Military Wiki
Armed Forces of Turkmenistan
Türkmenistanyň Ýaragly Güýçleri
Roundel of Turkmenistan.svg
Roundel of Turkmenistan
Founded circa 1992
Service branches

Turkmen National Guard
Turkmen Ground Forces
Turkmen Air Force and Air Defense Forces
Turkmen Navy
Turkmen Internal Troops
Turkmen Border Troops

Ministry of Emergency Situations
Headquarters Galkynysh str.4, Ashkabad[1]
President of Turkmenistan Gurbanguly Berdimuhamedow
Minister of Defence Colonel General Yaylym Berdiev
Military age 18[2]
Conscription 24 months (IISS 2012)
Active personnel 22,000 (Army 18,500, Air Force 3,000, Navy 500)
Reserve personnel formerly 108,000, not since 2007 at least.[3]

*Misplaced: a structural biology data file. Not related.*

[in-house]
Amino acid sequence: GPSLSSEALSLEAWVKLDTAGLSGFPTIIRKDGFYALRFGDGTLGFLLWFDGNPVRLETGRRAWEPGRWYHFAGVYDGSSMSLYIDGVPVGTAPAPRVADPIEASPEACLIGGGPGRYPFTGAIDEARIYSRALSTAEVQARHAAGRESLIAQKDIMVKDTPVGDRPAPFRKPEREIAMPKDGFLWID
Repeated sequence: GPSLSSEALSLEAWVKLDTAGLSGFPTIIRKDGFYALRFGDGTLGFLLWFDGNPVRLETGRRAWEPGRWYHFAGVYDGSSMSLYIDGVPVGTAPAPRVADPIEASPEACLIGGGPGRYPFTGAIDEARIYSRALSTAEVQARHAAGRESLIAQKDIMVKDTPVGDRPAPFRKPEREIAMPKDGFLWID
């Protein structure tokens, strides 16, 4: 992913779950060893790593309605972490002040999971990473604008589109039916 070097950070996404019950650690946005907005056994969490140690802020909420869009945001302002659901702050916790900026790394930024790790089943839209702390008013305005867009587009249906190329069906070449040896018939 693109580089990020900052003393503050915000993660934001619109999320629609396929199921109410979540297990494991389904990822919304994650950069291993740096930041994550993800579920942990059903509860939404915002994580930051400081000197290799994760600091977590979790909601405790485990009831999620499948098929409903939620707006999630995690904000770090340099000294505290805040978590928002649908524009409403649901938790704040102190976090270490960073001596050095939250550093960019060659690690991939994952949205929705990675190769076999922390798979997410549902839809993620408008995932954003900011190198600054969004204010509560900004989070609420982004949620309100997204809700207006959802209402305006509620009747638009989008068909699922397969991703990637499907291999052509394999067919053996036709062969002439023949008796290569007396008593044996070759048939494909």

Budget $198 million (FY10) (IISS 2012)
Percent of GDP 3.4% (FY10)[2]
Foreign suppliers  Russia
United States

The Armed Forces of Turkmenistan (Turkmen language: Türkmenistanyň Ýaragly Güýçleri) consists of an Army, Navy, Air and Air Defense Forces, Border Troops, and Internal Troops, and a National Guard. After the fall of the Soviet Union, significant elements of the Soviet Armed Forces Turkestan Military District remained on Turkmen soil, including several motor rifle divisions. In June 1992, the new Russian government signed a bilateral defence treaty with Turkmenistan, encouraging the new Turkmen government to create its own armed forces but stipulating that they were to be placed under joint command.[4]